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Innovation capabilities in EU countries: have Central and Eastern European countries been catching up?

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  • Monika Kondratiuk-Nierodzińska

Abstract

The paper answers two questions: which innovation capabilities most strongly differentiate CEECs and highly developed European economies and to what extent CEECs’ performance within each of the innovation capabilities has changed over a decade. The research method is based on construction of composite indicators describing national performance within five innovation capabilities in two periods: 1998–2000 and 2010–2012 as well as regression analysis in order to test the accuracy of the main findings. The study has allowed to arrive at a conclusion that CEECs have been able to catch up to highly developed European economies with respect to absorptive capacity related to the existence and use of technological infrastructure as well as participation in inward technology transfer in the form of FDI and capital goods imports. There is, however, a lingering performance gap in new knowledge and innovation creation capabilities and R&D effort. Continuation of this trend and lack of considerable improvement also in terms of absorptive capacity related to the quality of human resources might result in CEECs’ permanent inability to catch up to their highly developed European counterparts.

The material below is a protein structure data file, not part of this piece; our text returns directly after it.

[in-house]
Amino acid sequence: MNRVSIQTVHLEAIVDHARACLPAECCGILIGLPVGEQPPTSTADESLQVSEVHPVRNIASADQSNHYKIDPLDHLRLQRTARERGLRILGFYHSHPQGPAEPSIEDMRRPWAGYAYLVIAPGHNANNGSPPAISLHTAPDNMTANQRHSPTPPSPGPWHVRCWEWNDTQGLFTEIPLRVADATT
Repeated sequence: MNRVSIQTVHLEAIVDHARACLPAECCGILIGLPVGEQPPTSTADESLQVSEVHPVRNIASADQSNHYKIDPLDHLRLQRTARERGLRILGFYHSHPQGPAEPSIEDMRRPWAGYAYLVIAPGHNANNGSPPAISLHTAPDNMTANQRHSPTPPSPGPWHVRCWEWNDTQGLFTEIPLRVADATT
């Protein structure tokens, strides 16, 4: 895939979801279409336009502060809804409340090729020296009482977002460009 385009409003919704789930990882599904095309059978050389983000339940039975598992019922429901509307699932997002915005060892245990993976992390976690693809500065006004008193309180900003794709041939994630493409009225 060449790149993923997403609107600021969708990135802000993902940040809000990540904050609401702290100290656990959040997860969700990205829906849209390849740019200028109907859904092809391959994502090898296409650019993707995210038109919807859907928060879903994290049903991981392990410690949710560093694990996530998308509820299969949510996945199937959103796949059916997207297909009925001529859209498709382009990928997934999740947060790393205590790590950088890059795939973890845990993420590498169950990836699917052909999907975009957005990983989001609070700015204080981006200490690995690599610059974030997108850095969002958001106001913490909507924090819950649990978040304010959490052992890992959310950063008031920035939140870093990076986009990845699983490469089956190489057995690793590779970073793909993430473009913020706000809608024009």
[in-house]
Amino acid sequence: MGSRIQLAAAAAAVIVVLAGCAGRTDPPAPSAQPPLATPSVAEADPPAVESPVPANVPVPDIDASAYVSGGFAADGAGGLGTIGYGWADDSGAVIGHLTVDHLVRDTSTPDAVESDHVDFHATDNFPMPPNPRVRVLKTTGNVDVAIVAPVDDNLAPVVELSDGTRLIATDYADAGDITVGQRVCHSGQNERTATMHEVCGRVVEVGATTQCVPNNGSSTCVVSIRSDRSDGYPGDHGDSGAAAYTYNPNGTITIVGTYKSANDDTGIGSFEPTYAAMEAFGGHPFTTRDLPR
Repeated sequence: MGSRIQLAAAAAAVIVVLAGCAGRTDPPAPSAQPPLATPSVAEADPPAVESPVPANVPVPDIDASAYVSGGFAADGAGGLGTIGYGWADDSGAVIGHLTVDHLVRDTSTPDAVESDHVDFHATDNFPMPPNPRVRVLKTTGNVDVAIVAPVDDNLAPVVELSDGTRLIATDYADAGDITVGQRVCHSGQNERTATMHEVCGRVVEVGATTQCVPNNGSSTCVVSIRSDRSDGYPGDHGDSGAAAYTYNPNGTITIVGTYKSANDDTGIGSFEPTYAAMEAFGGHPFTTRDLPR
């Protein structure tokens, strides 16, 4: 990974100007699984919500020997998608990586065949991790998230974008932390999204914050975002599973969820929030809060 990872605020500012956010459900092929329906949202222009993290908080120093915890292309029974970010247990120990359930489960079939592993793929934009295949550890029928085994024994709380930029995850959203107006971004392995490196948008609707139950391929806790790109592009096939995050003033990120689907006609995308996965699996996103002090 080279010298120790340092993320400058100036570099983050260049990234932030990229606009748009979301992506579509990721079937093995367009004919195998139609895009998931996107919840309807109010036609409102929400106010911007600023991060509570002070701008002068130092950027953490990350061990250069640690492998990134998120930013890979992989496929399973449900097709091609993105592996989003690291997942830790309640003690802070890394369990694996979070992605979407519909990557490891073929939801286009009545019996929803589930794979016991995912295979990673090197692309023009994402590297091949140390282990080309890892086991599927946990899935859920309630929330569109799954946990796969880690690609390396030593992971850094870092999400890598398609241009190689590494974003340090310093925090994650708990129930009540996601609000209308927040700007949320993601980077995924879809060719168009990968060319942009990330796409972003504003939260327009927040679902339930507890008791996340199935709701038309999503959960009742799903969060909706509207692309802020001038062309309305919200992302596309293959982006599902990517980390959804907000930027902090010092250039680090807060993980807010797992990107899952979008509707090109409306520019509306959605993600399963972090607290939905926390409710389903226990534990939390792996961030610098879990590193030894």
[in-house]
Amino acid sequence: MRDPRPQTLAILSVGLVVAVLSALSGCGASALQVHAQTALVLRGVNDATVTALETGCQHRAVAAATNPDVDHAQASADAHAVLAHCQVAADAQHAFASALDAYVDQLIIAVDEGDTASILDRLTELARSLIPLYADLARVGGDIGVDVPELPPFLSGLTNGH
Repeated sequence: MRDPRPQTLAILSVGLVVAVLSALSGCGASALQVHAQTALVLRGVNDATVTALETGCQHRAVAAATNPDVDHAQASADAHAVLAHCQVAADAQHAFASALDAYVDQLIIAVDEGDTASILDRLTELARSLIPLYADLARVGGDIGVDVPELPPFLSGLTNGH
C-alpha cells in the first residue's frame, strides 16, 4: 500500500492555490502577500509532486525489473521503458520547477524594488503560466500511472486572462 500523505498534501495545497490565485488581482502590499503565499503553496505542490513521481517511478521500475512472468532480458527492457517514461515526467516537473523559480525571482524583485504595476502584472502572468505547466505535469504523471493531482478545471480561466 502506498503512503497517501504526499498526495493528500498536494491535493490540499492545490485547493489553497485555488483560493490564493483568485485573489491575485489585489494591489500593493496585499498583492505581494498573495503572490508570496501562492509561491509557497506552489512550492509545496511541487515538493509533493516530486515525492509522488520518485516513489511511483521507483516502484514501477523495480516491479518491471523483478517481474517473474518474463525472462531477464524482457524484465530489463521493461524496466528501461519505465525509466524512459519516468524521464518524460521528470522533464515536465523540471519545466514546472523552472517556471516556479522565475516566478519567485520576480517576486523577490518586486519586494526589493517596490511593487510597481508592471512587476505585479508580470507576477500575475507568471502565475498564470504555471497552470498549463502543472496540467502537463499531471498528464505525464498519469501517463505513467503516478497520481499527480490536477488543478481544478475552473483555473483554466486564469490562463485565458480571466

Suggested Citation

  • Monika Kondratiuk-Nierodzińska, 2016. "Innovation capabilities in EU countries: have Central and Eastern European countries been catching up?," Journal of Business Economics and Management, Taylor & Francis Journals, vol. 17(5), pages 765-779, September.
  • Handle: RePEc:taf:jbemgt:v:17:y:2016:i:5:p:765-779
    DOI: 10.3846/16111699.2015.1114016
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    File URL: http://hdl.handle.net/10.3846/16111699.2015.1114016
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    1. Giovanni Dosi & Keith Pavitt & Luc Soete, 1990. "The Economics of Technical Change and International Trade," LEM Book Series, Laboratory of Economics and Management (LEM), Sant'Anna School of Advanced Studies, Pisa, Italy, number dosietal-1990, August.
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